Ms Bishop noted that for the investigation to proceed, a cease fire around the crash site would be required.
From New York she will head to Washington to meet intelligence experts to ensure Australia was fully briefed.
DFAT was in contact with the victims’ families, who don’t want the names of their loved ones to be officially released, although Ms Bishop recognised some family members had already gone public by speaking to the media.
When the time came, the government would support families who wanted to travel to the crash site and Ms Bishop said she had already spoken to Qantas and Virgin Australia about this.
Ms Bishop also said she had been trying to contact the Russian foreign minister.
Mr Abbott said he would be meeting Russia’s trade minister, who’s in Sydney for a G20-related trade ministers gathering, on Saturday to convey Australia’s position on the shooting down of the plane and other concerns.
“It’s clear that all the evidence at this stage suggests the aircraft was shot down,” he said.
Australia is very concerned about the crash site being contaminated by local militia or other people in the area.
Mr Abbott said Foreign Minister Julie Bishop had been unsuccessful in contacting her Russian counterpart so far.
But later on Saturday the prime minister will convey Australia’s concerns directly to Russian trade minister Alexey Ulyukaev, who is in Sydney for the G20 trade ministers’ conference.
Mr Abbott has not spoken to Russian President Vladimir Putin since the plane was shot down.
He also defended comments he made about suspected Russian involvement in the disaster, saying they were “very much in line” with a statement by US President Barack Obama.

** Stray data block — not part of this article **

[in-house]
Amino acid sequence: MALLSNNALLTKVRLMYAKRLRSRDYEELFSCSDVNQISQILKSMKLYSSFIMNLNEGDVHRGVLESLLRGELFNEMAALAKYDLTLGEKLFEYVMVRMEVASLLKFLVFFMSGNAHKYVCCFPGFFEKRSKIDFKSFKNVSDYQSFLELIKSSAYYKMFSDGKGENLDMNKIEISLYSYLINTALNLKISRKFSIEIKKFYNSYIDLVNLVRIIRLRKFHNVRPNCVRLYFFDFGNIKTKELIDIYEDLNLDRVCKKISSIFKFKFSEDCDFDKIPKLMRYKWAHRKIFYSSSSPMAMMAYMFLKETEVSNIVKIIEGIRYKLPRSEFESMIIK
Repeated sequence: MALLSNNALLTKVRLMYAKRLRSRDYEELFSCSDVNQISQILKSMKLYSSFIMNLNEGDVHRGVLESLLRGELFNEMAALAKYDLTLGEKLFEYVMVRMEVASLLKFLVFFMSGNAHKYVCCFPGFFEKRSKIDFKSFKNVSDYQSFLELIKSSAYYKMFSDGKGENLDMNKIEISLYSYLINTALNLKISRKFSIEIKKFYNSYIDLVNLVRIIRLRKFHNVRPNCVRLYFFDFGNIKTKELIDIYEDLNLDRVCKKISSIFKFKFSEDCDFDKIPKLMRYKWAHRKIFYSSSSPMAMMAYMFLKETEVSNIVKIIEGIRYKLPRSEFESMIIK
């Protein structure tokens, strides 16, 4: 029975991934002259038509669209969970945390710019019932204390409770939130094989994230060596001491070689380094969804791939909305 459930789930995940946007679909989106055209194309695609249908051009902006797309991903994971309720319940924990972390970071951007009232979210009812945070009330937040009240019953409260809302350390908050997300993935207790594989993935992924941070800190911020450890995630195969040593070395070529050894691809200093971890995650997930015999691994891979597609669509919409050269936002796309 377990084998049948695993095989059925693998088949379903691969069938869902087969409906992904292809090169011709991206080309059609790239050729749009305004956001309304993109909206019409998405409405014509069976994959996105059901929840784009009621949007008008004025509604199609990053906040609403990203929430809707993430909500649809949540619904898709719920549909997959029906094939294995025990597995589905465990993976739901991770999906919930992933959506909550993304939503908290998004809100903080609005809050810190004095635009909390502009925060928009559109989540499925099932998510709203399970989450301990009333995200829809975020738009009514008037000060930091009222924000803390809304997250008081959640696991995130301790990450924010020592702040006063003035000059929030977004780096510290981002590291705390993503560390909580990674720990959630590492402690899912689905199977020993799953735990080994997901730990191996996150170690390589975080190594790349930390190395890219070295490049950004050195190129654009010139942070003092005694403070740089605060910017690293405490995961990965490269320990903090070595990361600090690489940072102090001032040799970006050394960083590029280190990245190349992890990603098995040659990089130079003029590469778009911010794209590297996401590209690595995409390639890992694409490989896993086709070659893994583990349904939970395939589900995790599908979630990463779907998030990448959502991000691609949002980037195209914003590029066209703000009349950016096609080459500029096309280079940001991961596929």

He repeated that all the evidence at hand suggested that the aircraft was shot down from territory controlled by Russian-backed separatists, most likely with weaponry supplied by the Russians.
“Australia takes a very dim view of countries which facilitate the killing of Australians, as you’d expect.
“The idea that Russia can wash its hands of responsibility because this happened in Ukrainian air space just does not stand serious scrutiny.”
As president of the G20 this year, Australia could refuse to invite Mr Putin to the final meeting of the international forum in Brisbane in November.
Mr Abbott said Australia would wait and see Russia’s next moves before making its decision.
“Australia is a self respecting country,” he said.
“We want to ensure that visitors to this country have goodwill to this country. Visitors to this country are people who have done the right thing by this country.
Ms Bishop said Australia and other countries wanted the United Nations Security Council to provide a binding resolution for an independent investigation into the disaster.
However they would not wait for a resolution before beginning preparations for an investigation.
“Our first priority is to ensure that the site is secured and that the investigation can commence and to also ensure that those who have expertise in identifying and repatriating bodies have unfettered access to the site,” she said.
“So we will not be waiting for a UN Security Council resolution, but we will be pursuing one as soon as possible.”
Ms Bishop said countries including Australia hoped the UN would give the go-ahead for the International Civil Aviation Organisation to lead the investigation.